I know that you did not address this question to me, but I thought that I would take a stab at answering it. In his early formulations (as in The Birth of Tragedy), Nietzsche's interpretation of will was largely based on the Schopenhauerian conception of it, but as he developed his own independent philosophy his conception became something very different. Since he posited the will to power as a universal principle, as a sort of universal generator of change, he felt obliged to associate it with all psychological phenomenon. Will was not just insatiable desire, but also the sense of accomplishment and victory. Will could not be only be identified with disappointment, but also with the inexhaustible creative drive. In other words, while the Schopenhauerian sense was that a realistic evaluation of the will would ultimately equate it with powerlessness and a desire for peace, the Nietzschean conception equates both to the former and with every power and with ambition and creativity. However, even this immense sense of creativity could turn against itself, and perhaps its negative (or reactive) aspects were merely a variation on its positive (or active) aspects. To para- a phrase (since I'm too lazy to find the exact quote), "The will to power would rather will nothing than not will."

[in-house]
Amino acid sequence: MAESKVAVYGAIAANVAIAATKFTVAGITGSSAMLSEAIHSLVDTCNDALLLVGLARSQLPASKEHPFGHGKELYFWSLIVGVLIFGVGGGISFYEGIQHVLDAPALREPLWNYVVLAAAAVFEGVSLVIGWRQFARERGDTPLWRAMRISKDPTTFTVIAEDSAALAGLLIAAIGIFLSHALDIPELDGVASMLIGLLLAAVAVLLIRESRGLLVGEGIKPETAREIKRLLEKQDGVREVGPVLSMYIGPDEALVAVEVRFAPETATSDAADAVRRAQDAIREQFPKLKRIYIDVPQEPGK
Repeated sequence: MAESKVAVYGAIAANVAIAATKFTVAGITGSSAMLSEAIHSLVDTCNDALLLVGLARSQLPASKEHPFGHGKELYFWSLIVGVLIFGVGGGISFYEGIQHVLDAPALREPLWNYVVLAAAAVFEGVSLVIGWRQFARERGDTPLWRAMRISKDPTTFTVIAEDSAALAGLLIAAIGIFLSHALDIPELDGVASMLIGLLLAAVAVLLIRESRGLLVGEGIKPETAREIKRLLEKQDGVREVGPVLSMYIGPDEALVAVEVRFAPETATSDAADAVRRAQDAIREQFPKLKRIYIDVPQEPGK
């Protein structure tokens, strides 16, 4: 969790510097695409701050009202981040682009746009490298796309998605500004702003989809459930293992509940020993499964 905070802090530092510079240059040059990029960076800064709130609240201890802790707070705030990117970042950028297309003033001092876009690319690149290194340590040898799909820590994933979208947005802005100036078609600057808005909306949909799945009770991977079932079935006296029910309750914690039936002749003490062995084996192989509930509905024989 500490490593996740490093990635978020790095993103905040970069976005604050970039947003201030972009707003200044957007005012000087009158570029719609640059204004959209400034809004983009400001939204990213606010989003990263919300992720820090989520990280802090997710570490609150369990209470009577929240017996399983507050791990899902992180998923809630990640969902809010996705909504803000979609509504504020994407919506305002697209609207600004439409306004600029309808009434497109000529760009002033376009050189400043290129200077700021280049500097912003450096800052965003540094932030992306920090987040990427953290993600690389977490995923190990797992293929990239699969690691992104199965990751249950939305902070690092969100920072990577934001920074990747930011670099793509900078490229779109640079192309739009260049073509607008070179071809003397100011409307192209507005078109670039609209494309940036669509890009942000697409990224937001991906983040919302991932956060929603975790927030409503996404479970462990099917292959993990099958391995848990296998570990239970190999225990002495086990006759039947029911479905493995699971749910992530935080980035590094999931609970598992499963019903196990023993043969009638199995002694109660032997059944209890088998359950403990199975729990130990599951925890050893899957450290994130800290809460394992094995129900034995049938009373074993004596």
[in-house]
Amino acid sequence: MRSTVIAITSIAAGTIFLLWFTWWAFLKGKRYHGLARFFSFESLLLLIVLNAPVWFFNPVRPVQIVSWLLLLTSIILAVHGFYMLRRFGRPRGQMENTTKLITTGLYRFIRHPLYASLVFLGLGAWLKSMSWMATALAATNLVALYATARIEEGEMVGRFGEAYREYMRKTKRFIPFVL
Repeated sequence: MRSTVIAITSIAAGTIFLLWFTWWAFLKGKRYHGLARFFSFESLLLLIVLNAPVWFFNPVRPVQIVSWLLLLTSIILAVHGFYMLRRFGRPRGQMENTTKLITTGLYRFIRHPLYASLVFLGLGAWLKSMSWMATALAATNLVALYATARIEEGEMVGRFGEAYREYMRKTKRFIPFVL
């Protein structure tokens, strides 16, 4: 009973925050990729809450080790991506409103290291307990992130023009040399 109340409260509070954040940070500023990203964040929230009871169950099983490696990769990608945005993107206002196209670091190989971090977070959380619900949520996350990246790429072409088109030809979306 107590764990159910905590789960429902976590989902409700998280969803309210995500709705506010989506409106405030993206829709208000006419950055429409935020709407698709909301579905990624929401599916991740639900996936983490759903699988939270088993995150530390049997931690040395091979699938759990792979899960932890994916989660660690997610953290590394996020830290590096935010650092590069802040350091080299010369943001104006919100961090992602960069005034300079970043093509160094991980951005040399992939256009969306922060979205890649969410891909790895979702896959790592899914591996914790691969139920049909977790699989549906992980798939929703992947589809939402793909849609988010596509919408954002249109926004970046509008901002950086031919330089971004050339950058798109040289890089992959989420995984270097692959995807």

jeeprs
 
  1  
Reply Sat 3 Jul, 2010 03:22 am
@Razzleg,
thanks, that would be my reading of it as well. I favour Schopenhauer's view.
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nietzschefriend
 
  1  
Reply Fri 6 Mar, 2015 08:54 pm
@talk72000,
So many people do not understand Nietzsche or his Thus Spoke Zarathustra that it is an incredible phenomenon to behold the writing and the world's response to it. Nietzshce was NOT a godless man. On the contrary this work is that of an incredibly intelligent, witty, and god loving man who is indicting the world he lives in for their faithlessness and unfaithfulness to God. This is very well illustrated in the opening chapter of the first volume in which Zarathustra (who is the personification of Nietzsche) attempts to speak to the people of the world (to man) and finds that 'There they stand... there they laugh: they do not understand me; I am not the mouth for these ears.' The message proclaimed in the book that God is dead - is not understood correctly. In fact it is the people that interpret Nietzsche as a herald of godlessness that he incriminates for the wit of his writings illustrates the unspoken second clause of the proclamation: God is dead... and it is you fools who are killing him.
0 Replies